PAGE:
Spearheaded by NASA senior engineer for air transportation systems Parimal Kopardekar—better known as “P.K.”—the UTM concept of a low-altitude airspace management system for drones dates to 2012. The space agency provided seed money for the effort initially, then established it as a program with $15.6 million in funding in Fiscal Year 2015. Some 120 UAS manufacturers, software system developers, communications companies and other entities answered a NASA solicitation to collaborate on the system development; a number have formalized their participation through Space Act Agreements. NASA listed 65 “UTM Partners” as of September.

The space agency and the FAA have formed a joint research transition team, and plans call for transferring UTM technology to the FAA by 2019. (12/22)

The Martian RV (Source: Air & Space)
Just as the fictional Mark Watney depended on his habitat module to survive the extreme Martian environment, future Mars astronauts will need a shelter that not only protects them from unpredictable weather but also offers some of the psychological comfort of home.

Students in the Human Factors Psychology program at Embry-Riddle Aeronautical University’s Daytona Beach, Florida, campus have just the solution: a refurbished 1976 Airstream trailer. Led by faculty advisor Jason Kring, the students have transformed their Airstream—the same kind of vehicle used by NASA decades ago to quarantine returning Apollo astronauts—into the Mobile Extreme Environment Research Station, or MEERS.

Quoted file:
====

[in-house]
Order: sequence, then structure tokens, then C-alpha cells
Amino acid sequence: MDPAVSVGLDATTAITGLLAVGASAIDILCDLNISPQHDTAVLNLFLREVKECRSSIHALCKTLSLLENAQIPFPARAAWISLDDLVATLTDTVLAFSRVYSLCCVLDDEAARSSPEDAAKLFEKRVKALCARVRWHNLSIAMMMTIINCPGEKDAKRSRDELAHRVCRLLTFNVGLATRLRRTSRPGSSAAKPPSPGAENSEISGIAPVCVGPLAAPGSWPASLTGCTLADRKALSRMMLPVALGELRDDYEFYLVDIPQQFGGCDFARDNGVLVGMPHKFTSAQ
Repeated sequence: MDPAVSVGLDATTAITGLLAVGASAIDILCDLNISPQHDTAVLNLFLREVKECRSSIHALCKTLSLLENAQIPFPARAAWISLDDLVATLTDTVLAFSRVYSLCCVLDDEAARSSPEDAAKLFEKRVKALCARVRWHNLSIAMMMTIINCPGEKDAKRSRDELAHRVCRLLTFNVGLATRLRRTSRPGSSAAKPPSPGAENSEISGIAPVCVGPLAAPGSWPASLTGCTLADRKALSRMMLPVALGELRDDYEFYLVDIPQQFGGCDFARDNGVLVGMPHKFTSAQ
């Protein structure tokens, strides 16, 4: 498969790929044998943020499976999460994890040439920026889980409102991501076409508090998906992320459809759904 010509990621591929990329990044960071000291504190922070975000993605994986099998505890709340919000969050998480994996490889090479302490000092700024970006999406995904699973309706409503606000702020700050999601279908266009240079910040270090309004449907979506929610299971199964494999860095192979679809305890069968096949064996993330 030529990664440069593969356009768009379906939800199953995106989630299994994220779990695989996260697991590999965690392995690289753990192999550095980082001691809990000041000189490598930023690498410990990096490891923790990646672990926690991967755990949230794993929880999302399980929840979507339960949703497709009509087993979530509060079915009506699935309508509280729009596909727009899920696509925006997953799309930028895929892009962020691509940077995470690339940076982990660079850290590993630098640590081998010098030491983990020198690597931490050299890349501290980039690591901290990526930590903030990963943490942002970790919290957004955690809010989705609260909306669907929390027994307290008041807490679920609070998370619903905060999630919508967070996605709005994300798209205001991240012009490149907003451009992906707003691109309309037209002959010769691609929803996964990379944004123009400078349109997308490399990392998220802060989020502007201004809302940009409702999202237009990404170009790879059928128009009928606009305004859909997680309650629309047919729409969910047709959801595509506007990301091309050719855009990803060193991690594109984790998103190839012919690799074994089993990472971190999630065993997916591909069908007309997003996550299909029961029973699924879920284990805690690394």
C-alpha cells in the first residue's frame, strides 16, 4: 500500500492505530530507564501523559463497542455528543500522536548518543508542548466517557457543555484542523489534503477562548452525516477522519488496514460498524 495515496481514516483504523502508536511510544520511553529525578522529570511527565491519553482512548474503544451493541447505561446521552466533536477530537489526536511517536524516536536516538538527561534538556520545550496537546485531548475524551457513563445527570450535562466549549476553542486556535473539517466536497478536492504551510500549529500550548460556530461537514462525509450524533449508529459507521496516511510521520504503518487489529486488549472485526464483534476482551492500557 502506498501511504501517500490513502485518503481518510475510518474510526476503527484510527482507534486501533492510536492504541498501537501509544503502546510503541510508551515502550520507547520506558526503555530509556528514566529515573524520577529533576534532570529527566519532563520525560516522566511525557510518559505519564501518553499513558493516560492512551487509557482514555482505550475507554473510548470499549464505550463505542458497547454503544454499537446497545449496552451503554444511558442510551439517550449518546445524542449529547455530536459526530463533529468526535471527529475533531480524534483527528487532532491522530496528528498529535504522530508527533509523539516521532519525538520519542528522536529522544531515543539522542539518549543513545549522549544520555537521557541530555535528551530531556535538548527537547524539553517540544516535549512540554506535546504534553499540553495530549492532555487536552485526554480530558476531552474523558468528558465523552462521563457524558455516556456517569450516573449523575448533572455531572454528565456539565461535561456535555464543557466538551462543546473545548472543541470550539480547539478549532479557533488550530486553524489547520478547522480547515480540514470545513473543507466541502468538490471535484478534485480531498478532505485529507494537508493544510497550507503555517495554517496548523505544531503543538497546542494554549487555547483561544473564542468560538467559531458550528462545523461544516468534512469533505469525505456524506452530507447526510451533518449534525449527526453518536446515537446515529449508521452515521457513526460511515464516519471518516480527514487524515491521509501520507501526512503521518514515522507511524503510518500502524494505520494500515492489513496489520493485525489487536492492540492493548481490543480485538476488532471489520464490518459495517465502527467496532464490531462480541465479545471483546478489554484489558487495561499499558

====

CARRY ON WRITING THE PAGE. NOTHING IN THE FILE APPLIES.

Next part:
“I’m just really fascinated by how you could get six people on a roundtrip to Mars, how you would design the vehicle, how you would train them, how you select the crew,” explains Kring, an associate professor of Human Factors. “That’s where the MEERS project came from. It’s a way to have our students have a test bed to look at some of these issues.” Click here. (12/29)

Gotcha: Fast Radio Burst's Home Nabbed (Source: Science News)
A mysterious, recurring blast of cosmic radio waves finally has a home address. For the first time, astronomers have definitively traced a fast radio burst back to its source: a faint galaxy about 2.5 billion light-years away. The finding confirms a decade-long suspicion that these outbursts originate well outside our galaxy, although the mystery as to what’s causing them remains unsolved.

“Now with the first proven distance, we can see how remote and how bright the source must be,” Sarah Burke-Spolaor, an astrophysicist at West Virginia University, said January 4 at a meeting of the American Astronomical Society. For roughly five milliseconds, the burst outshined all the stars in its own galaxy and rivaled the luminosity of blazing disks of gas that swirl around supermassive black holes, said Burke-Spolaor, one of the researchers involved with the project. (1/4)

Mars Should Have Loads More Water – So Where Has it All Gone? (Source: New Scientist)
Mars has a real water shortage. It seems we have either misunderstood what its early years were like – or vast amounts of water are hiding beneath its surface. A lot of evidence points towards Mars being warm and wet early in its history; features that look like rivers, lakes and outflows have been spotted both from orbit and by rovers on the surface, and a lot of the planet’s minerals contain water.